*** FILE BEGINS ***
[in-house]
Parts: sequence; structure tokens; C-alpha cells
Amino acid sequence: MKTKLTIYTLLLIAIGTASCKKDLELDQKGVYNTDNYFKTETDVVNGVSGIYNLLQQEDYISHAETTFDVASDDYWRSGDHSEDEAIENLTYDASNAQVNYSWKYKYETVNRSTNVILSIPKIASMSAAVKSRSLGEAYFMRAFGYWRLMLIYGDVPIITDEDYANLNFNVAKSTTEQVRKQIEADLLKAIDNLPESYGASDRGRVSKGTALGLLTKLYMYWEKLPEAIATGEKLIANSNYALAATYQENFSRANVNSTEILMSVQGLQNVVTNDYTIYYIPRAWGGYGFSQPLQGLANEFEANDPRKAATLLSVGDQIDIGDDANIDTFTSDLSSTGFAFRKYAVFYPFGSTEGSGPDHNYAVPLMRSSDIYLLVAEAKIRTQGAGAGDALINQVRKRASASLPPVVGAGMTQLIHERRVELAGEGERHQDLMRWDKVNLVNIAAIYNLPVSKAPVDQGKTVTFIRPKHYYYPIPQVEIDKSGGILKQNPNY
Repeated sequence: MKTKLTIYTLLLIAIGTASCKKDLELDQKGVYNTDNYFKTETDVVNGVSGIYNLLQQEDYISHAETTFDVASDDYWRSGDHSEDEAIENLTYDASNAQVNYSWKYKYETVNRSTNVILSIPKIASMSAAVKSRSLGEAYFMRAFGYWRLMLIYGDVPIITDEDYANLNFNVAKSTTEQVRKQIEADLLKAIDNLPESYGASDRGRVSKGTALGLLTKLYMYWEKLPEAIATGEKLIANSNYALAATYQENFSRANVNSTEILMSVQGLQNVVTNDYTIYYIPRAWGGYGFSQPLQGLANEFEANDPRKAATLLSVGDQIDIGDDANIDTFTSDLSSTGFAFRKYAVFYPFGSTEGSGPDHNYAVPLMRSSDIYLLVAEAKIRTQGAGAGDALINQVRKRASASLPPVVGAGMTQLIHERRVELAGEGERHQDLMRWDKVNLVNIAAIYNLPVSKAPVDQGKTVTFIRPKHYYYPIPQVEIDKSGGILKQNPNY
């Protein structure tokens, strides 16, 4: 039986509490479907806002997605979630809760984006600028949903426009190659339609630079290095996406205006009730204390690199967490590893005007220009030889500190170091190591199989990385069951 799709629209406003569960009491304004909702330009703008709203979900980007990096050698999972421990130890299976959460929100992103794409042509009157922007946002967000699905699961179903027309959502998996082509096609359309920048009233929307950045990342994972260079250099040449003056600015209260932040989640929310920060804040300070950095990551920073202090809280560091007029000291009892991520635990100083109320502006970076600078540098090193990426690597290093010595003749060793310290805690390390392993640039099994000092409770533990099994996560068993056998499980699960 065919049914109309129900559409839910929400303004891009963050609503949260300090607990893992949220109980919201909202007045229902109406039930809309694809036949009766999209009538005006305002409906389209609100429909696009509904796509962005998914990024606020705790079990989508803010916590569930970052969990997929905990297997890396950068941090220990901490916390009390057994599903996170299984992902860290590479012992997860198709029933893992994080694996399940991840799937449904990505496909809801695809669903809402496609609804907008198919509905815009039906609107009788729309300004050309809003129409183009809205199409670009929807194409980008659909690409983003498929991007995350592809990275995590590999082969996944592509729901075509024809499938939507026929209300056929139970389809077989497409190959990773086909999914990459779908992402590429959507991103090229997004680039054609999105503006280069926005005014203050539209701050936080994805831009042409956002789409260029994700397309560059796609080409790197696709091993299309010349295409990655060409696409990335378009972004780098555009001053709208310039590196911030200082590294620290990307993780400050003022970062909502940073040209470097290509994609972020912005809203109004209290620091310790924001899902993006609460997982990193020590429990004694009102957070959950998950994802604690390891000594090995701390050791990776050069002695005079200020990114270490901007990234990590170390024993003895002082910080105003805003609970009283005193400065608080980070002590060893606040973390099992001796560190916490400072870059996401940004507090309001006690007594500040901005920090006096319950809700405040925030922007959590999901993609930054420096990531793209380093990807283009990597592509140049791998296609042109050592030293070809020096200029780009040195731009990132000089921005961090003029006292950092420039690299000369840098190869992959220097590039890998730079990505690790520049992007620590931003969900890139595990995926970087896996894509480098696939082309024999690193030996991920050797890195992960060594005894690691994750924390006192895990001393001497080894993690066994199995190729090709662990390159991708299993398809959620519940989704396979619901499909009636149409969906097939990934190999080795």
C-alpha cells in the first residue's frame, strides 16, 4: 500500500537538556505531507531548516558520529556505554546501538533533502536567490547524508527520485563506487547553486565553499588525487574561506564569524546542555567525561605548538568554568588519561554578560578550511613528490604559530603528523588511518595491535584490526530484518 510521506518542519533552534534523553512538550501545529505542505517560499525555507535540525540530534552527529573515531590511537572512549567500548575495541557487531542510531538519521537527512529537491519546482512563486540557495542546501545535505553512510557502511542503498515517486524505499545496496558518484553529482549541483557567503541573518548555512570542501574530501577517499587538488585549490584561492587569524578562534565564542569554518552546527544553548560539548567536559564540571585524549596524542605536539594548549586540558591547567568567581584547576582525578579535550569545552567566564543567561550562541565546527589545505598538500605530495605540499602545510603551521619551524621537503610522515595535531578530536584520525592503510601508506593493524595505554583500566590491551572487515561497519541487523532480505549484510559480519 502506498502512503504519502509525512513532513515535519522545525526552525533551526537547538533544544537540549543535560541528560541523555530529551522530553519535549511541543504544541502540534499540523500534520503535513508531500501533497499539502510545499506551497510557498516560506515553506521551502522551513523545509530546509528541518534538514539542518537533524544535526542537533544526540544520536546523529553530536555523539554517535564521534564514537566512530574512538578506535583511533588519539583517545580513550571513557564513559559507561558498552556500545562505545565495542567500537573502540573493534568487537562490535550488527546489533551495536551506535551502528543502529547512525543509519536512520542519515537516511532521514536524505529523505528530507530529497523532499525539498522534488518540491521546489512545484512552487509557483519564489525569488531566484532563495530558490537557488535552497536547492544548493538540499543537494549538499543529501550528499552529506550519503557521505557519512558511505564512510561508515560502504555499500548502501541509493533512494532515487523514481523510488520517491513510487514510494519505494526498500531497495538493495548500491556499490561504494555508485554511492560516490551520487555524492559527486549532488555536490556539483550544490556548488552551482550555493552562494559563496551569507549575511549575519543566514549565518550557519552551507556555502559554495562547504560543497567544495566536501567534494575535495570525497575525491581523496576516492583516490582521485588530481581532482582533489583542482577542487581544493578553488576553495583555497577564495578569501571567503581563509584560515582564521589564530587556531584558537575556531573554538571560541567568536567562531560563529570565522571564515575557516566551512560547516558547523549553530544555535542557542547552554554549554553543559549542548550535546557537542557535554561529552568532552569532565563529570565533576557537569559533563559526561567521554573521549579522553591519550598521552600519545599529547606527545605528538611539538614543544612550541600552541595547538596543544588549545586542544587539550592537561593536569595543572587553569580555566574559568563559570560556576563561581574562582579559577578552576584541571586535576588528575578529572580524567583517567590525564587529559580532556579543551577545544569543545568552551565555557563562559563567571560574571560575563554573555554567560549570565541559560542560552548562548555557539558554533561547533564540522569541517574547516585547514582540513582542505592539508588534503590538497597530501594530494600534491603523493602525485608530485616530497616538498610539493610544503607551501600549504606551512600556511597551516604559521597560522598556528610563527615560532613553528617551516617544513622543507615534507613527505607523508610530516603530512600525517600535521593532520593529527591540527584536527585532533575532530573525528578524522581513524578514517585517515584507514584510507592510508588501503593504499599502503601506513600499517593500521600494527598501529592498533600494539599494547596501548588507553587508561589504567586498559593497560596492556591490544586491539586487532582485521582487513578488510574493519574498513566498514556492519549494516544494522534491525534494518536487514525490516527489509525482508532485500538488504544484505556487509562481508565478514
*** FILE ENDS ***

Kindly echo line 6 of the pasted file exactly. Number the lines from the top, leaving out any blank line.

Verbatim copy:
C-alpha cells in the first residue's frame, strides 16, 4: 500500500537538556505531507531548516558520529556505554546501538533533502536567490547524508527520485563506487547553486565553499588525487574561506564569524546542555567525561605548538568554568588519561554578560578550511613528490604559530603528523588511518595491535584490526530484518 510521506518542519533552534534523553512538550501545529505542505517560499525555507535540525540530534552527529573515531590511537572512549567500548575495541557487531542510531538519521537527512529537491519546482512563486540557495542546501545535505553512510557502511542503498515517486524505499545496496558518484553529482549541483557567503541573518548555512570542501574530501577517499587538488585549490584561492587569524578562534565564542569554518552546527544553548560539548567536559564540571585524549596524542605536539594548549586540558591547567568567581584547576582525578579535550569545552567566564543567561550562541565546527589545505598538500605530495605540499602545510603551521619551524621537503610522515595535531578530536584520525592503510601508506593493524595505554583500566590491551572487515561497519541487523532480505549484510559480519 502506498502512503504519502509525512513532513515535519522545525526552525533551526537547538533544544537540549543535560541528560541523555530529551522530553519535549511541543504544541502540534499540523500534520503535513508531500501533497499539502510545499506551497510557498516560506515553506521551502522551513523545509530546509528541518534538514539542518537533524544535526542537533544526540544520536546523529553530536555523539554517535564521534564514537566512530574512538578506535583511533588519539583517545580513550571513557564513559559507561558498552556500545562505545565495542567500537573502540573493534568487537562490535550488527546489533551495536551506535551502528543502529547512525543509519536512520542519515537516511532521514536524505529523505528530507530529497523532499525539498522534488518540491521546489512545484512552487509557483519564489525569488531566484532563495530558490537557488535552497536547492544548493538540499543537494549538499543529501550528499552529506550519503557521505557519512558511505564512510561508515560502504555499500548502501541509493533512494532515487523514481523510488520517491513510487514510494519505494526498500531497495538493495548500491556499490561504494555508485554511492560516490551520487555524492559527486549532488555536490556539483550544490556548488552551482550555493552562494559563496551569507549575511549575519543566514549565518550557519552551507556555502559554495562547504560543497567544495566536501567534494575535495570525497575525491581523496576516492583516490582521485588530481581532482582533489583542482577542487581544493578553488576553495583555497577564495578569501571567503581563509584560515582564521589564530587556531584558537575556531573554538571560541567568536567562531560563529570565522571564515575557516566551512560547516558547523549553530544555535542557542547552554554549554553543559549542548550535546557537542557535554561529552568532552569532565563529570565533576557537569559533563559526561567521554573521549579522553591519550598521552600519545599529547606527545605528538611539538614543544612550541600552541595547538596543544588549545586542544587539550592537561593536569595543572587553569580555566574559568563559570560556576563561581574562582579559577578552576584541571586535576588528575578529572580524567583517567590525564587529559580532556579543551577545544569543545568552551565555557563562559563567571560574571560575563554573555554567560549570565541559560542560552548562548555557539558554533561547533564540522569541517574547516585547514582540513582542505592539508588534503590538497597530501594530494600534491603523493602525485608530485616530497616538498610539493610544503607551501600549504606551512600556511597551516604559521597560522598556528610563527615560532613553528617551516617544513622543507615534507613527505607523508610530516603530512600525517600535521593532520593529527591540527584536527585532533575532530573525528578524522581513524578514517585517515584507514584510507592510508588501503593504499599502503601506513600499517593500521600494527598501529592498533600494539599494547596501548588507553587508561589504567586498559593497560596492556591490544586491539586487532582485521582487513578488510574493519574498513566498514556492519549494516544494522534491525534494518536487514525490516527489509525482508532485500538488504544484505556487509562481508565478514